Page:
What a wonderful article about the 1934 medical school lab in your summer issue. The skeletal diorama of the hunter on the horse with his dog facing an upright bear was extraordinary! I am passing it on to my son-in-law, a science teacher. I am sure that he and his students will be equally amazed. Thanks for an always interesting publication.
Thank you for the article in UB Yesterday [Summer 2016] with the great 1934 photo of the medical lab. I graduated in 1955 from the medical school when it was still on High Street, and I still have very vivid memories of the building.
This is in response to your article on “gender neutral bathrooms” [“The Weigh-In,” Summer 2016]. Gender is hardly a social construct; it refers to the equipment with which an individual is born. It is not designed to organize society or privilege one group over another. To state that “ceasing to regulate bathroom use based on gender” may lead to “a society that actively supports all people in leading happy and productive lives” is absurd. People lead happy and productive lives because they work to do that and, as such, are responsible for their own happiness.
Margaret Sallee’s response:
Thank you so much for your letter. We live in an age where we do not often enter into dialogue with those with different viewpoints, so I appreciate your taking the time to respond to my take on gender-inclusive bathrooms. First, to clarify definitions, it is actually “sex” that refers to the “equipment with which an individual is born.” Gender refers to how an individual identifies. I could be born with male “parts” but identify as a woman and live my life as a woman. It is for this reason that gender-inclusive bathrooms are so important—they create spaces where people feel safe to be who they are. And while gender may not have been designed to privilege one group over others, it has been used in that way. Masculine behaviors (aggressiveness, assertiveness, etc.) are valued and rewarded much more so than feminine behaviors (caregiving, nurturing, etc.). When we live in a world where people of any gender can adopt whatever behavior they choose without penalty, then I agree that people will be responsible for their own happiness. Until then, we need policies and practices that reaffirm the worth of every individual.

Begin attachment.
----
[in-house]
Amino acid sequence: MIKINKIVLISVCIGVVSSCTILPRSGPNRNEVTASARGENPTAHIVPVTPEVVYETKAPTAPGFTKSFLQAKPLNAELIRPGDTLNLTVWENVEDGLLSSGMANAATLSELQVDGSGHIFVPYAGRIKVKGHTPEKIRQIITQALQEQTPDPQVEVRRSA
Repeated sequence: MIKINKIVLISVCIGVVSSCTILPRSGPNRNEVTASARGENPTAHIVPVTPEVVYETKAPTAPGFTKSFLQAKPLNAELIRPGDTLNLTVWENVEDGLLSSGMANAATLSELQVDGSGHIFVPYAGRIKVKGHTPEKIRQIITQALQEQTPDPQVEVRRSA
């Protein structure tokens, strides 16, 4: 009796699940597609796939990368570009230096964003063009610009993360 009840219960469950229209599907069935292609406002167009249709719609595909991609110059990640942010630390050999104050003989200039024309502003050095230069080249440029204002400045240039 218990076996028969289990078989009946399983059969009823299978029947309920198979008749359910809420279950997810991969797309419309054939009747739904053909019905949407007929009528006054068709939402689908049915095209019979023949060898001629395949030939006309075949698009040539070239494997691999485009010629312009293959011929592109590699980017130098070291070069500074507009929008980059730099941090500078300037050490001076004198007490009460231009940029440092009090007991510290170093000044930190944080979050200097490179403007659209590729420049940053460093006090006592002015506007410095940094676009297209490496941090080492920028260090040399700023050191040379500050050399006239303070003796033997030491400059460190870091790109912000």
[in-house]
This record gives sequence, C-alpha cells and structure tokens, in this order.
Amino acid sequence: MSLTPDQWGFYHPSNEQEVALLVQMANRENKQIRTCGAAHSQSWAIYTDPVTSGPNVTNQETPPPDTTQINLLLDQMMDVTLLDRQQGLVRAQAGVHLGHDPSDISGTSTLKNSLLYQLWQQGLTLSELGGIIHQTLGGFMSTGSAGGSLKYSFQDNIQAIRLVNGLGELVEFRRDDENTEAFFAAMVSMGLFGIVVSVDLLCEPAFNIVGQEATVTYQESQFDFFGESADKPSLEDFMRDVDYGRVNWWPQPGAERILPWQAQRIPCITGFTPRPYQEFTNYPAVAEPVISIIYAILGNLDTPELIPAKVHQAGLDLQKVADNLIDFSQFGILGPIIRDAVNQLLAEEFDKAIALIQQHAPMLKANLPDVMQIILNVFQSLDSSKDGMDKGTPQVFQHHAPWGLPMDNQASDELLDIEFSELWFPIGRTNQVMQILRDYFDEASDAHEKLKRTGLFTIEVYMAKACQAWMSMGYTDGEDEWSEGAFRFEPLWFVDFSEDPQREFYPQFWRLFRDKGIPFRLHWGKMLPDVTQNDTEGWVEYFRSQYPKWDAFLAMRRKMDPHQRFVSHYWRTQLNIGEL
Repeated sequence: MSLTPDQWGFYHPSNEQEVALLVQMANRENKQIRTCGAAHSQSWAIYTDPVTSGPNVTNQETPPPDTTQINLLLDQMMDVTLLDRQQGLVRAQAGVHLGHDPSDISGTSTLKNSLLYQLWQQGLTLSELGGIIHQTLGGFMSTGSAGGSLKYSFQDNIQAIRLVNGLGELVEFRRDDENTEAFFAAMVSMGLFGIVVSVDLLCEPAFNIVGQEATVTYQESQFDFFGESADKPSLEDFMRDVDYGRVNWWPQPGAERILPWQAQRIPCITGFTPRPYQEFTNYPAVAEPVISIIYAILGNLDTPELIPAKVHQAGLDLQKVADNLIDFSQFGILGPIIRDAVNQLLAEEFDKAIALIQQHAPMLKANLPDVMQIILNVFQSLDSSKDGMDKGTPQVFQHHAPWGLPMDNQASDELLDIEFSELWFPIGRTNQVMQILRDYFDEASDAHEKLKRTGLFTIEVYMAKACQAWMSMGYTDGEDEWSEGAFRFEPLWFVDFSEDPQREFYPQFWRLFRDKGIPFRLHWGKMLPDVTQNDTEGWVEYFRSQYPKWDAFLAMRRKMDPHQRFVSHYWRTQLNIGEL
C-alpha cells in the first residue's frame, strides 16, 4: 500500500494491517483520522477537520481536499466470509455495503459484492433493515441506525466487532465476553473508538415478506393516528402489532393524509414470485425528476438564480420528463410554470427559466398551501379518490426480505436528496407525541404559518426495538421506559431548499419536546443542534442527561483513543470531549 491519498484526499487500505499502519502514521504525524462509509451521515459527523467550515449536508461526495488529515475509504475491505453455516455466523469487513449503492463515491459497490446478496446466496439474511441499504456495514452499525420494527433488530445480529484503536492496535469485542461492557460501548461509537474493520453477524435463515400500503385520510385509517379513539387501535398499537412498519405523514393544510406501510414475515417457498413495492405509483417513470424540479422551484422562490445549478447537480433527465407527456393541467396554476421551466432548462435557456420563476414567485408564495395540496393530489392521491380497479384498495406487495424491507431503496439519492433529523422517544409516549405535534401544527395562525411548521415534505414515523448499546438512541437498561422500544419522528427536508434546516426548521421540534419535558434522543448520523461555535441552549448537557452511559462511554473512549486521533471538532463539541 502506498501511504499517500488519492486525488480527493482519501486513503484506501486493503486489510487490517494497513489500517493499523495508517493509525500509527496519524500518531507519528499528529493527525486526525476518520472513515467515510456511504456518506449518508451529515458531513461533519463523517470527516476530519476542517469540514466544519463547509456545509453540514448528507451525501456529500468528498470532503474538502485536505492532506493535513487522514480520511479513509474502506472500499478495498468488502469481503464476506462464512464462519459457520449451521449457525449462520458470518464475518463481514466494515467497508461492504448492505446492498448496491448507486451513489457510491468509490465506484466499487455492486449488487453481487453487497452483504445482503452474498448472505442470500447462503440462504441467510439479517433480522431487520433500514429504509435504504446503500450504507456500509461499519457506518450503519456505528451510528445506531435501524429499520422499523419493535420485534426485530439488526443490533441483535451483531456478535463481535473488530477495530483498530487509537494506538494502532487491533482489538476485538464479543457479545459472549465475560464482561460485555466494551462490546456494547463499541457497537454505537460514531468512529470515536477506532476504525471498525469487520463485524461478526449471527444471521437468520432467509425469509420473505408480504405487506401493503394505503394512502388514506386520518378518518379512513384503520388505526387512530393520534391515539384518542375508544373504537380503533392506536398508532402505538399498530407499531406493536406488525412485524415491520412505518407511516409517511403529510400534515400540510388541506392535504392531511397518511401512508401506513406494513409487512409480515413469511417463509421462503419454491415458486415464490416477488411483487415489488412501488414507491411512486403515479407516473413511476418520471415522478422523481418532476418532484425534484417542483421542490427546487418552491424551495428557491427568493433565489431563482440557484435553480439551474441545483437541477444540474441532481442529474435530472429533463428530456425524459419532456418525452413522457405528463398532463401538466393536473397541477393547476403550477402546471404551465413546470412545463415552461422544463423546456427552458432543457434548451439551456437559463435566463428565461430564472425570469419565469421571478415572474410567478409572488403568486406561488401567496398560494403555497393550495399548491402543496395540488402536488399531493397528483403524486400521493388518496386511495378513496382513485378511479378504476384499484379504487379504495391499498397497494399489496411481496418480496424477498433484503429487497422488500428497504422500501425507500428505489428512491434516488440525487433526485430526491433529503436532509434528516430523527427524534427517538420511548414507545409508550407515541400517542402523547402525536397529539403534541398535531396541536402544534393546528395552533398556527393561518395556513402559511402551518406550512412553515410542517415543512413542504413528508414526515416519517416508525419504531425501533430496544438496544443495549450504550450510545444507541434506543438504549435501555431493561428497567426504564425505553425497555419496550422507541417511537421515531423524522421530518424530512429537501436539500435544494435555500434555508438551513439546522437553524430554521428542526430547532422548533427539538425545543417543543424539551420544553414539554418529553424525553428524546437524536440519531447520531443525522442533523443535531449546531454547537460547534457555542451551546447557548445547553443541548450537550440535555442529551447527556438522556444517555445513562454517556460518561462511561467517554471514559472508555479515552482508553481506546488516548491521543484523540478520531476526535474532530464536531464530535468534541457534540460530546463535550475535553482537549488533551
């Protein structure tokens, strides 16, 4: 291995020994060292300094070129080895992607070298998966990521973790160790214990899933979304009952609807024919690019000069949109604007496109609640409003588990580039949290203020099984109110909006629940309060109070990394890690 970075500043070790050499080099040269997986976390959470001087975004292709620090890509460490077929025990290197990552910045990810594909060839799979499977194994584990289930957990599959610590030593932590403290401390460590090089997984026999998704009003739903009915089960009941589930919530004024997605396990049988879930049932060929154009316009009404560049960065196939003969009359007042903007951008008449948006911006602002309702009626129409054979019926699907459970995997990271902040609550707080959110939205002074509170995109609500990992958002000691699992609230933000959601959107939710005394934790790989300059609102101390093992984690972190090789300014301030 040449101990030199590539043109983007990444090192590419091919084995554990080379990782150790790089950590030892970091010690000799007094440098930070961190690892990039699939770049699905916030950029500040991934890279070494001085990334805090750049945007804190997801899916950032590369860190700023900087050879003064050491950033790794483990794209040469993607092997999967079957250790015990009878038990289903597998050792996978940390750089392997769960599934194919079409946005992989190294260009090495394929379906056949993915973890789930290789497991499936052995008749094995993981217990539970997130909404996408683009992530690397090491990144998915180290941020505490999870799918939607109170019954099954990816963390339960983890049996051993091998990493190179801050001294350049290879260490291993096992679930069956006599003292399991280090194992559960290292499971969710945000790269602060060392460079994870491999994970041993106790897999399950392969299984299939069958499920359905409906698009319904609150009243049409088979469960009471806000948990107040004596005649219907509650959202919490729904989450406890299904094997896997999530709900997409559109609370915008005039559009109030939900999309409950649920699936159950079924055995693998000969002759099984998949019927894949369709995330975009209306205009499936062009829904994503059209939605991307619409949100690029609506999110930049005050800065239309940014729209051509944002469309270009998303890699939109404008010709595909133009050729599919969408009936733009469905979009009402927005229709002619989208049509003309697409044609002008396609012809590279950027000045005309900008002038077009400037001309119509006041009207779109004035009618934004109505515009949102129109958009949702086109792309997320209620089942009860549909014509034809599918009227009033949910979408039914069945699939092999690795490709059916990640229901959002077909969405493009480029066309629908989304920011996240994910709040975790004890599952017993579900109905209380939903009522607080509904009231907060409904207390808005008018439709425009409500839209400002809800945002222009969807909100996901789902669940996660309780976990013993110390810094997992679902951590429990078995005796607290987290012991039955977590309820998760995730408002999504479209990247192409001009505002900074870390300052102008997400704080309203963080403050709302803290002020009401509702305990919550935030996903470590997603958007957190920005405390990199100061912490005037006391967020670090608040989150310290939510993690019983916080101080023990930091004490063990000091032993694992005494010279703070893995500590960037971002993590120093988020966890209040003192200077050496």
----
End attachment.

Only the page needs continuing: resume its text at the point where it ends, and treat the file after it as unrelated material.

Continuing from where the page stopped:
Congratulations on the masterwork that is the Summer 2016 issue of At Buffalo. I found it insightful, informative and invigorating.
One night last week I couldn’t sleep and reached for something to read. I opened At Buffalo thinking I’d be sleepy shortly. An hour or so later I was still sitting up in bed, lost in the best issue ever! Thank you one and all for putting it together.
I enjoy At Buffalo, which feels like a little home away from home. Thank you for all of the interesting articles. I particularly liked the article featuring the international students [“Culture Klatch,” Summer 2016]. Keep up the good work!
The nanomaterials research of Luisa Whittaker-Brooks [“Tiny Particles, Massive Rewards,” Spring 2016] is so amazing. It seems that her research will soon provide practical applications to the world at large. Bravo to Professor Whittaker-Brooks.
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